- Sit quietly with your students and listen while he/she talks, cries or is silent.
- Talk about the person who has died (if you can) in a sensitive and positive way.
- Consider doing an activity with the students to remember/honour the person’s life, such as a memorial, or making a photo wall.
- Make opportunities for students to talk to each other, look at photos or share stories.
- Maintain a routine as much as possible. Routines can provide essential stability.
- Acknowledge and believe the young person’s pain and distress whatever the loss.
- Don’t panic in the absence or presence of strong emotional responses.
- Be consistent, honest and reassuring. Talking about suicide in the correct way normalises the situation.
- Be careful not to talk about the method a person may have taken their life.
- Be aware of the effect of special occasions that may be hard for your student, e.g. Mother’s Day, Father’s Day, Christmas, Easter, holidays.
- Be aware of your own grief and/or feeling of helplessness.
- Reassure the person that grief is a normal response to loss and there is no wrong or right way to grieve.
Support and Guidance
Knowing where to access support is incredibly important not just for the child bereaved but also for those supporting them. In the case of supporting students, not all support will be applicable to younger students that may be applicable to older, and vice versa. However, support services will always be happy to work with you, signposting you to other support if theirs is not necessarily appropriate.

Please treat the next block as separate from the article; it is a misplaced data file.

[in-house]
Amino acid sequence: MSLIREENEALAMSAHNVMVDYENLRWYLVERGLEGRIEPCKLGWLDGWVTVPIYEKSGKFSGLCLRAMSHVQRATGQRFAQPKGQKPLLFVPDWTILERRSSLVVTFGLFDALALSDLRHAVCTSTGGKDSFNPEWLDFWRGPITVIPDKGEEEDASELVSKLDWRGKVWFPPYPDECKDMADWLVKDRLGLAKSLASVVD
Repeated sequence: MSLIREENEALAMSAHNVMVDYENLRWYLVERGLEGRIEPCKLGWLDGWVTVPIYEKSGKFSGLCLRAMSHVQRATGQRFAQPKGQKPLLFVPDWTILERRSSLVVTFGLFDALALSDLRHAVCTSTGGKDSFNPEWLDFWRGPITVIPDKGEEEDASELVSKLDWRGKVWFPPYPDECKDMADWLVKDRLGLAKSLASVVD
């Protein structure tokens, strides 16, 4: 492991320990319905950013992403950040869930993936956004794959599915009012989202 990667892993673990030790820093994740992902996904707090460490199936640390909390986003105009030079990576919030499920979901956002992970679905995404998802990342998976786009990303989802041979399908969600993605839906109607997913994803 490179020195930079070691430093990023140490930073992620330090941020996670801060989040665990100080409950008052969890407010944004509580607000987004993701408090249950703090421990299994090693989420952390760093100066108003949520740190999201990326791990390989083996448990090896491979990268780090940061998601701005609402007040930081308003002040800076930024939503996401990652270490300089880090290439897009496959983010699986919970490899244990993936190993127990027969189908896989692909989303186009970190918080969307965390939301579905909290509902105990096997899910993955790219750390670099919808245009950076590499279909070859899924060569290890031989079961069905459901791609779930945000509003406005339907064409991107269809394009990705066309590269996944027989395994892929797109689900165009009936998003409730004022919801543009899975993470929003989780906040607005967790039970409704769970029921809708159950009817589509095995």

Supporting younger Students
Winstons Wish, one of the UK’s leading organisations supporting children and young people bereaved; has comprehensive advice, guidance and support materials for schools supporting a child/ children bereaved. This includes bereavement training, bereavement policy templates and tools to help open up thinking and discussion around the topics of death, grief and bereavement. To explore this information, please see here. You can also talk to Winston’s Wish if you need information or advice surrounding supporting a child bereaved on their helpline by calling 08088 020 021, 9:00 am and 5:00 pm, Monday to Friday.